764860.fig.005
Figure 5: Contrast enhanced computed tomographic scan showing nonenhancing cystic lesion located at the base of the tongue measuring 12.7 mm × 13.5 mm.
1.3. Case III

A 40-day-old term male child was referred to our center for respiratory distress. The child developed noisy breathing about 10 days after birth which continued to worsen. On examination, child was tachypnoeic with mild dehydration. He was having inspiratory stridor and was using accessory respiratory muscles. A flexible fiberoptic bronchoscopy was done which showed a large mass in the base of tongue close to valleculae, thus causing epiglottis to obstruct the laryngeal inlet.

A contrast enhanced computed tomography scan was done which revealed a cystic lesion at base of tongue of 11.7 × 10.3 mm causing significant airway compromise. Thyroid scan revealed that there was no tracer uptake in the region of thyroid gland. No functioning thyroid tissue was appreciated on thyroid scan. A low TSH of 4.7 U/mL was present. The child was started on levothyroxine. The child was taken up for coblation assisted removal of the cyst and was extubated uneventfully 24 hours later.

1.4. Case IV

A 4-month-old male was referred with complaints of failure to thrive, noisy breathing, and occasional respiratory distress. The child was a full term normal vaginal delivery; he developed noisy breathing at 15 days of age. The child had frequent episodes of vomiting with features of failure to thrive. The child was treated as a case of laryngobronchomalacia with reflux disease. A contrast enhanced computed tomography scan imaging revealed cystic mass lesion of 10.3 × 8.9 mm in base of tongue compromising the airway due to mass effect on epiglottis.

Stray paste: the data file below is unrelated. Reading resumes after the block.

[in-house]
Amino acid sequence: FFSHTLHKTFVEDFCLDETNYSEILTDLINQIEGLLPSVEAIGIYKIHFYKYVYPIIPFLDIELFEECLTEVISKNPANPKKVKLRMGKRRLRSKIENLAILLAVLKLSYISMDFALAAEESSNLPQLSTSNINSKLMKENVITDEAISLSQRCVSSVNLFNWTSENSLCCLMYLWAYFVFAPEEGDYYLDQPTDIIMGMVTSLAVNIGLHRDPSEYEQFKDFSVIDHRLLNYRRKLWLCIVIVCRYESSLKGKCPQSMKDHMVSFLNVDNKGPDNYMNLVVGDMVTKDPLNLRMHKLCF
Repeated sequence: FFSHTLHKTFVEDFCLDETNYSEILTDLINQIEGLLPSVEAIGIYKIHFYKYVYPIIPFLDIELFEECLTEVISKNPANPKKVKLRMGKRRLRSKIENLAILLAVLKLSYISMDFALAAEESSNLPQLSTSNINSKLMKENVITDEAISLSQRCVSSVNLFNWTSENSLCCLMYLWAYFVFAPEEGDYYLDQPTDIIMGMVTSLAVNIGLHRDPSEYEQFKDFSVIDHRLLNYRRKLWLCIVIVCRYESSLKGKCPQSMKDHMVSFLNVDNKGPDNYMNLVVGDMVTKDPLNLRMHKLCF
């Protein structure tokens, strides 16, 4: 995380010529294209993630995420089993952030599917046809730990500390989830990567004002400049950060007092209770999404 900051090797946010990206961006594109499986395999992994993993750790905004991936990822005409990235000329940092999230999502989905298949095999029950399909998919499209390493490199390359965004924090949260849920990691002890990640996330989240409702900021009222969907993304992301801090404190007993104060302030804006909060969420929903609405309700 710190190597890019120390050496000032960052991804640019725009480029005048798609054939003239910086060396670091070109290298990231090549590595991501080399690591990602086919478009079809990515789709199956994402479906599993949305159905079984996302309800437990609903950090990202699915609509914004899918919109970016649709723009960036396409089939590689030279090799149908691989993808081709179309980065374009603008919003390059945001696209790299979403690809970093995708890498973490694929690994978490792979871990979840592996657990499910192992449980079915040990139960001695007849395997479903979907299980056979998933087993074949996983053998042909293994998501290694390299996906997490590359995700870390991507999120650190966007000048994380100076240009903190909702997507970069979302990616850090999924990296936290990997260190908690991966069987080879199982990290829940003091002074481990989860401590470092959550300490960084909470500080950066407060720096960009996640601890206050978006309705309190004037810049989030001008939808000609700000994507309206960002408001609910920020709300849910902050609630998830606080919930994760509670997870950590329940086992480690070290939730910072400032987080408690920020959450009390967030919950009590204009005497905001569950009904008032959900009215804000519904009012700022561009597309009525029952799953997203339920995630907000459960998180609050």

The child was taken up for removal of cyst using coblation. Endoscopic visualization of the cyst was done. The cyst was ablated using coblation.

2. Discussion

Vallecular cyst although rare is a potentially life threatening condition causing sudden airway obstruction by its location [15]. 12–45% of cases of laryngomalacia present with synchronous airway abnormality such as laryngeal cyst [3, 9]. Thus, while evaluating neonatal stridor, airway anatomy and differential diagnosis from other causes of stridor are very important in the management of such cases.

Vallecular cysts have been reported in various case studies under differential names [2]. Terms used have included mucus retention cyst, epiglottic cyst, base of the tongue cyst, congenital cyst, and more recently ductal cyst. The term ductal cyst originates from the classification of DeSanto et al. [10] in which they grouped laryngeal cysts according to their location and surface mucosa. Newman classified laryngeal cysts as epithelial, tonsillar, and oncolytic cysts [8].

Vallecular cyst is a unilocular cystic mass of variable size which arises from lingual surface of epiglottis and contains clear and noninfected fluid [2]. Two major theories to explain the pathogenesis of vallecular cyst are that it is a consequence of either ductal obstruction of mucus glands or an embryological malformation [10]. Histologically, the cyst contains respiratory epithelium with mucous glands, with an external lining of squamous epithelium [11].